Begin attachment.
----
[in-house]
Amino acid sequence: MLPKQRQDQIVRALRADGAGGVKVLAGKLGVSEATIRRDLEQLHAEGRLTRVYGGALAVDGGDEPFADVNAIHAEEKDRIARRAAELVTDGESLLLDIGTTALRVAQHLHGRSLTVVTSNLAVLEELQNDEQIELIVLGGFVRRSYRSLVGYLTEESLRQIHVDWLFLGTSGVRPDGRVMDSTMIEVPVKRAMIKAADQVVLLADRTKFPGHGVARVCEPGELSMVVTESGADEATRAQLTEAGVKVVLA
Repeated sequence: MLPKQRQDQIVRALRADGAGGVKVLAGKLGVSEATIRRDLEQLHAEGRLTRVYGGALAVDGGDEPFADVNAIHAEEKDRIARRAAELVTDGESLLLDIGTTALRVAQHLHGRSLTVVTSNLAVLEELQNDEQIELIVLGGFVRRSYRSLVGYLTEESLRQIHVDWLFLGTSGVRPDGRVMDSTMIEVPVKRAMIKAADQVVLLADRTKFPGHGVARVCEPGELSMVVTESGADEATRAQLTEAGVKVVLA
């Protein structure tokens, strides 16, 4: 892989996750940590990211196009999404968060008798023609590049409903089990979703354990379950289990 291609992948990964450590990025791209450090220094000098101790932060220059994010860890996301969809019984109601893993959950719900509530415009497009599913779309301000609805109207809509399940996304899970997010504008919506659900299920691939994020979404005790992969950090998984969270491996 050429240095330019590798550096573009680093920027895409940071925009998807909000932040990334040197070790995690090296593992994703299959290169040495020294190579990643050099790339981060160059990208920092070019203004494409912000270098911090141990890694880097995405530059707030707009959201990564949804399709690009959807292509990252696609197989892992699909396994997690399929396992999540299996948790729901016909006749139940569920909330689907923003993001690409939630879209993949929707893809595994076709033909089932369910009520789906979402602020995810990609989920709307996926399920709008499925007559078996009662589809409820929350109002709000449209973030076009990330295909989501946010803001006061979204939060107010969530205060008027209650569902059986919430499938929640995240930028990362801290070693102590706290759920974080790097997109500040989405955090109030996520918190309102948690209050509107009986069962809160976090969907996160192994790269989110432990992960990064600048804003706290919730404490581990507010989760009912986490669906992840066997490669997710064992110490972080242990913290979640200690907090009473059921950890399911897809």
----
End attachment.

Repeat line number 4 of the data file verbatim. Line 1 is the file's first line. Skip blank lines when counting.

């Protein structure tokens, strides 16, 4: 892989996750940590990211196009999404968060008798023609590049409903089990979703354990379950289990 291609992948990964450590990025791209450090220094000098101790932060220059994010860890996301969809019984109601893993959950719900509530415009497009599913779309301000609805109207809509399940996304899970997010504008919506659900299920691939994020979404005790992969950090998984969270491996 050429240095330019590798550096573009680093920027895409940071925009998807909000932040990334040197070790995690090296593992994703299959290169040495020294190579990643050099790339981060160059990208920092070019203004494409912000270098911090141990890694880097995405530059707030707009959201990564949804399709690009959807292509990252696609197989892992699909396994997690399929396992999540299996948790729901016909006749139940569920909330689907923003993001690409939630879209993949929707893809595994076709033909089932369910009520789906979402602020995810990609989920709307996926399920709008499925007559078996009662589809409820929350109002709000449209973030076009990330295909989501946010803001006061979204939060107010969530205060008027209650569902059986919430499938929640995240930028990362801290070693102590706290759920974080790097997109500040989405955090109030996520918190309102948690209050509107009986069962809160976090969907996160192994790269989110432990992960990064600048804003706290919730404490581990507010989760009912986490669906992840066997490669997710064992110490972080242990913290979640200690907090009473059921950890399911897809």